On the other hand, there’s a consensus among evolutionary psychologists that male attraction is more driven by physical traits that suggest a woman would have a long and successful period of childbearing ahead of her, Schmitt says.
“Ancestral males may have evolved preferences for cues to youth, health, and genetic quality as these provide useful signals of a woman’s fertility status,” Schmitt says.
Those features may include neotonous, or “young-looking,” facial features such as full lips, clear skin, good muscle tone and wide eyes. It may also include facial and body symmetry, which may be a visual indicator of low genetic mutation.
All of this would seem to suggest that what we typically think of as “gold digging” — young, attractive women pairing with older, resource-laden men — would be pretty consistent with our genetic programming.
A complicated picture
There’s another instinct at work here that can’t be discounted, called “assortative mating.”
“Human mating is really typified by assortative mating — like seeks like,” says Casey Klofstad, a professor of political science at the University of Miami.
Klofstad, along with Rindy Anderson of Duke University, did their own, much larger, analysis of online dating profiles between 2009 and 2010.
Consistent with other research, they found that women were generally more likely to be “resource-seeking” than men, listing income preferences at higher rates than men did in their online dating profiles.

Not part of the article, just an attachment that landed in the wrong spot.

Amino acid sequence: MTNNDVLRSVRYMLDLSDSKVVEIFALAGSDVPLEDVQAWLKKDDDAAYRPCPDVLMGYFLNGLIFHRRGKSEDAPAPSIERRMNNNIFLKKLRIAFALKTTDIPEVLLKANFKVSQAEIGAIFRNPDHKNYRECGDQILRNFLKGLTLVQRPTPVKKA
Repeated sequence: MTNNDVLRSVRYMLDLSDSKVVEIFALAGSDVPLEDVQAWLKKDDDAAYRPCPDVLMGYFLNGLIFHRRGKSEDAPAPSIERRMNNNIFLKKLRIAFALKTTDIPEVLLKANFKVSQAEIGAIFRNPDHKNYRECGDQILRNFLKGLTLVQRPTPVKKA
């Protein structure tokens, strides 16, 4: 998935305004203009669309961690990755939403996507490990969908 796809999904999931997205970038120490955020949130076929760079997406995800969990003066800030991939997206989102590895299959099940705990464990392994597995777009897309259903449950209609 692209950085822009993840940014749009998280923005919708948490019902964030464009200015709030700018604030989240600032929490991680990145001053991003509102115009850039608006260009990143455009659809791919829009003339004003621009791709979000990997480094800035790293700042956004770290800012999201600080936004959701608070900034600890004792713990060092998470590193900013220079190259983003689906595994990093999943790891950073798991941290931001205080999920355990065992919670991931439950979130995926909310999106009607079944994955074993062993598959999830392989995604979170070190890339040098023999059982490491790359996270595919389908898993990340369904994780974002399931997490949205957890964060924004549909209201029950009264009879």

But contrary to the stereotype of gold digging — financially strapped women seeking men with resources to help them out — they found that a woman’s need for resources didn’t really affect how likely they were to seek out a partner with money. Instead, they found that this search for high-earning males was a form of assortative behavior — women with higher incomes were more likely in general to seek out mates with higher incomes.
“People will seek out partners who share their income,” Klofstad says. “And that could be because people want to seek out people who are like themselves, or it could just be that if you’re of a higher socioeconomic status, you tend to associate with people of a higher socioeconomic status.”
Furthermore, income was just one of many factors influencing people’s choice of dating partners. In fact, religion and political preference may be just as important, if not more important, in who people choose to date, Klofstad says.
“It’s not to say that income is the primary driver of our mating preferences, but it’s part of the puzzle, and it’s part of the larger puzzle of ‘like seeks like,'” Klofstad says.
So why did our dating experiment turn out to be so out of step with the current state of research? After all, the men who perused NickiGreenback’s profile didn’t seem to be indifferent to her financial status, and the women who took a look at MikeMoola’s profile didn’t care enough about “resource-seeking” to send him a message.
Well, being that it was a one-off, rather than a whole series of experiments, the sample size is extremely small. Our little gang of made-up profiles could well be outliers, and with a little more experimentation, it’s possible we would have seen results more in line with the current state of research. It’s also possible that the online daters who saw our profiles smelled a rat and thought we would end up trying to sell them male enhancement/weight loss pills/acai berries.
But I’ll chalk the strangeness of our results up to the fact that, as Klofstad said, human attraction is more complex than a set of general principles, and wealth is just one part of a much larger equation.please add your thoughts now! }